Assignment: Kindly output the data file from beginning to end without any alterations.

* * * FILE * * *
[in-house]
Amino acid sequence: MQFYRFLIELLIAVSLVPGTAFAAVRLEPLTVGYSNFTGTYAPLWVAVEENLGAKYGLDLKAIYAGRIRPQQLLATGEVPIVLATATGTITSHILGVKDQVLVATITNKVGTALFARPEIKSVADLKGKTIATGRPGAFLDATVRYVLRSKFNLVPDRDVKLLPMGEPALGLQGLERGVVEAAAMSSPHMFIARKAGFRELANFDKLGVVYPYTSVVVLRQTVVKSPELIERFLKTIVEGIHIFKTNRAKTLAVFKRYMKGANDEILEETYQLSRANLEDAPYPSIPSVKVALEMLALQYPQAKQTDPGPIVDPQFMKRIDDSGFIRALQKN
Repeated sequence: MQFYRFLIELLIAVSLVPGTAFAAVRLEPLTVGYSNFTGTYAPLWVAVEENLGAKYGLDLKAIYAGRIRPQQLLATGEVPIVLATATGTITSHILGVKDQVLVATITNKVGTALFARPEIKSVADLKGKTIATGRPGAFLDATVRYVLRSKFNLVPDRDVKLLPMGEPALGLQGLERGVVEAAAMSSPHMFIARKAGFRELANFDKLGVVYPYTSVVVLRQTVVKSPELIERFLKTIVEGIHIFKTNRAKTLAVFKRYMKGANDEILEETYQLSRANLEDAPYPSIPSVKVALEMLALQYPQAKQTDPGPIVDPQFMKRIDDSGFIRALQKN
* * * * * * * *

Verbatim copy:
[in-house]
Amino acid sequence: MQFYRFLIELLIAVSLVPGTAFAAVRLEPLTVGYSNFTGTYAPLWVAVEENLGAKYGLDLKAIYAGRIRPQQLLATGEVPIVLATATGTITSHILGVKDQVLVATITNKVGTALFARPEIKSVADLKGKTIATGRPGAFLDATVRYVLRSKFNLVPDRDVKLLPMGEPALGLQGLERGVVEAAAMSSPHMFIARKAGFRELANFDKLGVVYPYTSVVVLRQTVVKSPELIERFLKTIVEGIHIFKTNRAKTLAVFKRYMKGANDEILEETYQLSRANLEDAPYPSIPSVKVALEMLALQYPQAKQTDPGPIVDPQFMKRIDDSGFIRALQKN
Repeated sequence: MQFYRFLIELLIAVSLVPGTAFAAVRLEPLTVGYSNFTGTYAPLWVAVEENLGAKYGLDLKAIYAGRIRPQQLLATGEVPIVLATATGTITSHILGVKDQVLVATITNKVGTALFARPEIKSVADLKGKTIATGRPGAFLDATVRYVLRSKFNLVPDRDVKLLPMGEPALGLQGLERGVVEAAAMSSPHMFIARKAGFRELANFDKLGVVYPYTSVVVLRQTVVKSPELIERFLKTIVEGIHIFKTNRAKTLAVFKRYMKGANDEILEETYQLSRANLEDAPYPSIPSVKVALEMLALQYPQAKQTDPGPIVDPQFMKRIDDSGFIRALQKN